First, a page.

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I’ve loved trains since I was a kid, as the photo below attests. That’s me and my cousin George at about age 8 and about to get a cab ride in a Canadian National passenger locomotive.

Many of us who call ourselves advocates can’t help but wax nostalgic about the “Golden Years” of passenger rail service. Look at this rough schedule from the 1930’s of the trains serving Columbus, Ohio every day. 57 passenger trains each day from a half-dozen different railroads... and that wasn’t even the peak of that era.

Today in Columbus and Central Ohio: zero trains since 1979 when Amtrak’s National Limited pulled out for the last time. It left from what locals referred to as “the AmShack”, since Columbus Union Station had been illegally demolished several years before.

I refuse to be nostalgic about this. I am angry that I live in the second-largest city without passenger rail as a travel option and even when we last had service it was one train a day. None of us should feel good about that. But anger is a good motivator in this case.

And so is having a vision of a better future for you, me, and every generation who follows us.

That’s why people who meet with me will hear me say that reviving and expanding passenger rail is about much more than riding a train to relive some distant memory. That’s the last thing on my mind.

What reasons that matter more are the following:

  • It will connect more Ohioans and open up more opportunities for jobs, education, health care, and more, and make our transportation system complete and more equitable.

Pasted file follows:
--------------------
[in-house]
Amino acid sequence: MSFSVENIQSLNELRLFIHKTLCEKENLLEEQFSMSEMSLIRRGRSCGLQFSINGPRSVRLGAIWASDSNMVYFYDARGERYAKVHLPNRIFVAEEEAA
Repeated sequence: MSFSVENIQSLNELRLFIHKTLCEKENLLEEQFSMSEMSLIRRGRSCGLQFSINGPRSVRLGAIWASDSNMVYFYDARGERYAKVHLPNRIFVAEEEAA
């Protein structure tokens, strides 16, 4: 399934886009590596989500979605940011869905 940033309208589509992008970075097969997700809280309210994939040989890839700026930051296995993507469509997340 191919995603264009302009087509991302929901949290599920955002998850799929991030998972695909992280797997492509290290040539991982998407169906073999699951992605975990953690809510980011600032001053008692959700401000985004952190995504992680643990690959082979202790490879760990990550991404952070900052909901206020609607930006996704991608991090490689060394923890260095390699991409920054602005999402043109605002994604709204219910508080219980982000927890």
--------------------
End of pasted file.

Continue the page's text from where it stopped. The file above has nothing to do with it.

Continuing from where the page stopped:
• In doing so, it will enlarge Ohio’s available workforce to more employers and companies looking to locate and expand in Ohio.

  • It will improve our environment and climate by providing a better travel option to the pollution created by motor vehicles, many of which are single occupancy cars.

  • It will encourage more and better local options for “first-mile”/” last mile” travel like light rail, bus rapid transit, bike and scooter rentals, Uber & Lyft, and walkable neighborhoods around station stops.

  • And.....those station stops will be more than just a place to arrive or depart by train. They will be magnets for mixed-use development of vacant lands and/or the adaptive reuse of existing older buildings in each city where the trains stop.

To that end, All Aboard Ohio has commissioned a detailed economic impact study of the proposed 3C&D (Cleveland, Columbus, Dayton, Cincinnati) Corridor, which is one of a half-dozen Ohio corridors now awaiting news on their applications for Federal Railroad Administration (FRA) planning grants and the FRA’s Corridor ID program to expand passenger rail service. The study has been generously funded through a grant from The Columbus Foundation.

We’re hoping to see the results of the study by mid-October. Our plan is to use this information to show there are good, solid, economic reasons for Ohio to restore and expand the kind of passenger rail service that connects us to each other in Ohio and the Buckeye State to the rest of the Great Lakes Region and the nation... and a better future for us all.

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